Unlawful Assembly according to Chapter VIII, Section 141 of Pakistan Penal Code, When five or more persons is designated an “Unlawful Assembly”, if the common object of the persons composing that assembly is;
- Overawe by criminal force authority of Govt i.e Federal or any Provincial Government or Legislature, or any Public Servant in the exercise of the lawful power of such public servant: or
- Resist the execution of law.
- Cause mischief or criminal trespass
- Using criminal force to obtain the possession of property
- Using criminal force to compel a person to do anything illegal or without his consent
- Vicarious liability
Every member of such Unlawful Assembly is liable and has vicarious liability. For proving vicarious liability it must be proved that person done some overt act. Mere presence of person at the spot is no sufficient.
Unlawful Assembly in United States
The First Amendment to the United States Constitution guarantees individuals the right of freedom of assembly. The basis of the offense is the intent with which the individuals assemble. The members of the assembled group must have in mind a fixed purpose to perform an illegal act.
Unlawful Assembly in California
According to California Penal Code 407 PC defines “Unlawful Assembly” as two or more people assembling together for the purpose of: doing something illegal, or. doing something legal, but in a violent, boisterous or tumultuous manner.
According to Sec 141: Following are the ingredients (i) Assembly of five or More Persons: To constitute unlawful assembly, it must consist of five or more persons. If the number of person is less than five, it would not constitute unlawful assembly even if the members have one of the five specified.
A member of an unlawful assembly who is armed with any weapon or object that if “used as a weapon of offence, is likely to cause death”, is liable to be more severely punished with an imprisonment term of up to 5 years, or fine, or caning, or a combination of any of these punishments.
Punishments Under Section 143 of PPC
Whoever is a member of unlawful assembly should be punished with Imprisonment of either description for a term which may extend to six months, Fine or Both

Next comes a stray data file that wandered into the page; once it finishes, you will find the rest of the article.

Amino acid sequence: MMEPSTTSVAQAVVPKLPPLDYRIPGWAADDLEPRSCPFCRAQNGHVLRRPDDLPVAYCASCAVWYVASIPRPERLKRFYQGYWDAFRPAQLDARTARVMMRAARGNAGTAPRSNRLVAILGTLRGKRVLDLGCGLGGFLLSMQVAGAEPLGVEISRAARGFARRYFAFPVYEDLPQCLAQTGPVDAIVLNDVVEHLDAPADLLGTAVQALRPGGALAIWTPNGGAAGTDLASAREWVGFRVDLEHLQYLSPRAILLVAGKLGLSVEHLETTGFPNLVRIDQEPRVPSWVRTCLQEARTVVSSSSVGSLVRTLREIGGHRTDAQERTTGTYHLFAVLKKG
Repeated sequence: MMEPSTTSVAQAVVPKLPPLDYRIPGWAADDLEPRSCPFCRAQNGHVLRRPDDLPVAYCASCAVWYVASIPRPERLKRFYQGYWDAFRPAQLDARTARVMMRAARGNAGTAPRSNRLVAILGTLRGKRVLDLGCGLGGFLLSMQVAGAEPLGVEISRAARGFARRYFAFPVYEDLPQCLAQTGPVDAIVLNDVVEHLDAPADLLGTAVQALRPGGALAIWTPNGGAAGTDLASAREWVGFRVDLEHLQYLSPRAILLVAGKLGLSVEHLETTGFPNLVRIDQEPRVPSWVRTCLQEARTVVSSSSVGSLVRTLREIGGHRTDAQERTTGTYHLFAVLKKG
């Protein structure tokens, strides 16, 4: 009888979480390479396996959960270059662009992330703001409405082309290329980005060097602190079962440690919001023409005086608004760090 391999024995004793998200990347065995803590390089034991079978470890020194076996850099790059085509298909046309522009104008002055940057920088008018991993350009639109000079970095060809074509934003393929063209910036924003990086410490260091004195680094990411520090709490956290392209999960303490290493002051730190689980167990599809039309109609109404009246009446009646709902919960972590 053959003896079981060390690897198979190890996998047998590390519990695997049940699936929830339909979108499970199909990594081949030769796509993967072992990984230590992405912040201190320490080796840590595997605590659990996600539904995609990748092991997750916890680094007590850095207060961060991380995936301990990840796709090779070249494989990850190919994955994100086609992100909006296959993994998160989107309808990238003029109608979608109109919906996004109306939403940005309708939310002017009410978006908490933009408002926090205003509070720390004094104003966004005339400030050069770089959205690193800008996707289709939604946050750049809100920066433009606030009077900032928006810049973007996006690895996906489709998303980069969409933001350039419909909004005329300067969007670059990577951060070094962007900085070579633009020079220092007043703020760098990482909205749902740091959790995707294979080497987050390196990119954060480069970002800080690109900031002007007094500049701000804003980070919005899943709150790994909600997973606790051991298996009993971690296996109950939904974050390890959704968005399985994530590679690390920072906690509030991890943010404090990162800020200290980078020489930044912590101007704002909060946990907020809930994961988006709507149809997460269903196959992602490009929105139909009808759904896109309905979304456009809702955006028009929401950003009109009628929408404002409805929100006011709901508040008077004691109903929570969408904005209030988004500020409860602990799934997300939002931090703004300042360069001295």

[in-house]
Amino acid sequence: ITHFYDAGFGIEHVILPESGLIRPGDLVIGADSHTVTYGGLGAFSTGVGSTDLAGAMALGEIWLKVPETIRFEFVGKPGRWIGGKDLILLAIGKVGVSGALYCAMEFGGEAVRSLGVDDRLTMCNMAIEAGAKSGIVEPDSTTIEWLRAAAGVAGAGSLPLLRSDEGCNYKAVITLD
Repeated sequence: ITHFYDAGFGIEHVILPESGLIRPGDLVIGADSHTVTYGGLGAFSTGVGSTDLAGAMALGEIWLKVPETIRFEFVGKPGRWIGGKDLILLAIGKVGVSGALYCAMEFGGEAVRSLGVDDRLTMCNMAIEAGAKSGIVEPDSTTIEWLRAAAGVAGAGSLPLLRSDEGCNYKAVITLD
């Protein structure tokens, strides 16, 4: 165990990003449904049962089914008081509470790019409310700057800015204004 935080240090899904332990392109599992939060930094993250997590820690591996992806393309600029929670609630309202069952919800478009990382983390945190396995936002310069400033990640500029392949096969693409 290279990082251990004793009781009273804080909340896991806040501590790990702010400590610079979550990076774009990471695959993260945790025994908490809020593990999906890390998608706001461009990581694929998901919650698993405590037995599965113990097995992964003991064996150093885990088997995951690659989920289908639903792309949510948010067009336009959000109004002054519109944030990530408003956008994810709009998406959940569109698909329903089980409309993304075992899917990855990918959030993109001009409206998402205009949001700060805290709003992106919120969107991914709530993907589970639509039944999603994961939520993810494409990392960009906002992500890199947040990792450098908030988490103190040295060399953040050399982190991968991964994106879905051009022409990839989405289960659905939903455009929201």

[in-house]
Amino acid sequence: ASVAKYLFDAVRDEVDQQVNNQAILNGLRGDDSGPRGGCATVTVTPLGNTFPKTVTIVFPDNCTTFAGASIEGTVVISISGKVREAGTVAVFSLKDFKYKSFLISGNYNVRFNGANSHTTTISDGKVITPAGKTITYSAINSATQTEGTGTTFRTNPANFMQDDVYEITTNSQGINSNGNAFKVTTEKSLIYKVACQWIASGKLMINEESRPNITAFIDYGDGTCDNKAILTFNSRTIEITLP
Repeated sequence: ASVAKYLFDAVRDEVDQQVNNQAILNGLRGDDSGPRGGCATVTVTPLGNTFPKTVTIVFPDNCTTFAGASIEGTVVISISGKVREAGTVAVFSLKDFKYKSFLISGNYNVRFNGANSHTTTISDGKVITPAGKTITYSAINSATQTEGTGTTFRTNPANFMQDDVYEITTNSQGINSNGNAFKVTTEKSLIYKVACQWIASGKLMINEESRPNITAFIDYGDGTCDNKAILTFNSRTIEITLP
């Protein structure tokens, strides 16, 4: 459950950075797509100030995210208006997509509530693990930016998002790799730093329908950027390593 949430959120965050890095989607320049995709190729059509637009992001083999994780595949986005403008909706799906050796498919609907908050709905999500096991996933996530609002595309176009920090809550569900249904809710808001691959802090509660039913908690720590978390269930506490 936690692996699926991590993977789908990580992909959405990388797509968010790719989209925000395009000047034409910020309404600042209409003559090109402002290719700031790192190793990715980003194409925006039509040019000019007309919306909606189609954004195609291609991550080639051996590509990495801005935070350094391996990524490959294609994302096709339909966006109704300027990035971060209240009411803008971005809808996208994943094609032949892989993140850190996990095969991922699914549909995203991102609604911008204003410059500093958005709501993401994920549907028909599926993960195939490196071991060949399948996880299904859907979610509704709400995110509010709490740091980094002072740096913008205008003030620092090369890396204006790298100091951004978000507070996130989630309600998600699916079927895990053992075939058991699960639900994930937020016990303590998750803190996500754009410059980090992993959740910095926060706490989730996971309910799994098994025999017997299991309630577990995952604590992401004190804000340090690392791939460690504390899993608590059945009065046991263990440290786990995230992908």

Punishments Under Section 144 Where Persons with Deadly Weapon
Where member of an unlawful assembly is armed with a deadly weapon or with anything which is likely to cause death, shall be punished with imprisonment of either description for a term which may extend to two years or with both.
Punishments Under Section 145 of Pakistan Penal Code
Section 145 provides that whoever being aware that the unlawful assembly is commanded to be disperse joins such assembly or continues to be a member of such assembly shall be punished with imprisonment of either description for a term which may extend to two year or fine or both.
Punishments of Rioting Under Section 147
Punishment of the guilty of Rioting under section 147 is imprisonment of either description for a term which may extend to 2 years of fine or both.
Punishments Under Section 148 of Rioting with Deadly Weapon
who ever is guilty of rioting being armed with a deadly weapon or with anything which used as a weapon of offence is likely to cause death shall be punish with imprisonment of either description for a term which my extend to three year or with fine or with both.
What is Considered an Unlawful Assembly?
As per legal term to describe a group of people with the mutual intent of deliberate disturbance of the peace. If the group are about to start the act of disturbance, it is termed a rout; if the disturbance is commenced, it is then termed a riot.
Section 144 in Indian Law?
Section 144 of the Criminal Procedure Code (CrPC) of 1973 empowers a magistrate to prohibit an assembly of more than four people in an area. According to sections 141-149 of the Indian Penal Code (IPC), the maximum punishment for engaging in rioting is rigorous imprisonment for 3 years and/or fine.
Unlawful Assembly Under CrPC
Section 144 of the Criminal Procedure Code (CrPC) of 1973 empowers an executive magistrate to prohibit an assembly of more than four people in an area. Every member of an unlawful assembly can be held responsible for a crime committed by the group.